Those of us who monitor the $3 billion federal government ICT market by examining the contracts reported in AusTender are set to benefit from recommendations made by Australian National Audit Office (ANAO) following an audit of the reporting of consultants’ contracts.
The federal government has extensive reporting requirements for contracts let to consultants. So extensive in fact, that they have to be reported in three different places, with three different sets of requirements. These requirements apply to all categories of consultants‟ contracts, including ICT.
Consultants' contracts worth more than $10k must be published in an agency‟s Annual Report as well as in AusTender and contracts over $100k must be published not only in the Annual Report and AusTender but on the agency‟s web site.
The ANAO audited the 2003-04 consultants‟ contracts of 73 agencies covered by the FMA Act for compliance with the various reporting requirements.
It found that none of the agencies had reported consistently across all three reporting regimes. Most agencies acknowledged inadequacies in their reporting processes in response to the audit, and all parties, including the ANAO recognised that the differing requirements for reporting consultants contracts contributed to the problem.
The ANAO recommended consultation with agencies to examine “options for improving the accuracy and completeness of reporting of Government procurement, including the merits of rationalising the number of reporting regimes”. 85% of agencies advised that they would be taking some form of corrective action and most agreed with the recommendations.
Due to the problems the ANAO found with the reporting of consultants' contracts across the three reporting regimes, it extended its audit to examine the 2003-04 AusTender reporting performance of the 30 largest agencies across all categories of procurement. These agencies represented 86.5% of entries AusTender Contracts Reported.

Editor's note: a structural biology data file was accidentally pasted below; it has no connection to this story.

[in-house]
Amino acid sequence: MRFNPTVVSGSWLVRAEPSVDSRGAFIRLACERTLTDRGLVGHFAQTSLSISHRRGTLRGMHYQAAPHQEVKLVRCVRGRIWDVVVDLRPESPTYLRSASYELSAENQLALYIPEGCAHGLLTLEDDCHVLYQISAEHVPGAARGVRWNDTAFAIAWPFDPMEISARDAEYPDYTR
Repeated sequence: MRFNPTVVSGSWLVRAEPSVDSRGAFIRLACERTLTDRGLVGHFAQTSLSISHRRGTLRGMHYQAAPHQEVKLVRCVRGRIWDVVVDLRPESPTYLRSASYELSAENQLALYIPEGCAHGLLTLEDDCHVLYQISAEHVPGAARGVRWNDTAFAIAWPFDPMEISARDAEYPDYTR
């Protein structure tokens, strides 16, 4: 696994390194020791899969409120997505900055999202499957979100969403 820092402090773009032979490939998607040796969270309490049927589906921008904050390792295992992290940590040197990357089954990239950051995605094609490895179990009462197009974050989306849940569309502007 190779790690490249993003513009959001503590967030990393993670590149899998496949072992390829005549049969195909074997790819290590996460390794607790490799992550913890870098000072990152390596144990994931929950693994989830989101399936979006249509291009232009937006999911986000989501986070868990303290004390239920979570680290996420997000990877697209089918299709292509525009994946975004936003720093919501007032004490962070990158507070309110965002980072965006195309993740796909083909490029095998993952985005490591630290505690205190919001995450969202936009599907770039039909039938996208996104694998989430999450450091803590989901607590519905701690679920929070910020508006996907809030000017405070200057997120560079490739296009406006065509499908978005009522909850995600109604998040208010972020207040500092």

The audit found that 78% of contracts were reported within the required timeframe of 42 days (Commonwealth Procurement Guidelines require publication of contracts within six weeks of entering into the agreement), and that the average time taken by agencies to report contracts was 46 days. There was no information in the report as to whether some categories of procurement, such as ICT goods and services were better or worse than the average, but delays by agencies in reporting contracts has been well known feature of the market for many years. The ANAO noted some cases where contracts were not reported for a year or more.
The audit also found some cases of duplication, mis-categorisation of contracts, and reporting of payments rather than the expected contract value (AusTender records the expected value of a new contract over its life and is not intended as a record of expenditure).
Intermedium works extensively with the AusTender ICT contracts data to examine and produce reports on market trends in this large and important ICT market. None of these findings come as any surprise to us. Because of our extensive knowledge of these issues with the data, we have a number of measures in place to mitigate the impact of these problems. For example, we wait for 90 days before we work with the data, to allow for the „reporting lag‟ issue, and we continuously update our back year data so that when a late contract is reported, it is included in a revised set of figures which are then subsequently published. We have also found it necessary to put in place extensive data cleansing and categorisation procedures to overcome some of the other data quality issues we have encountered.
So all we can say is Halleluja, and about time!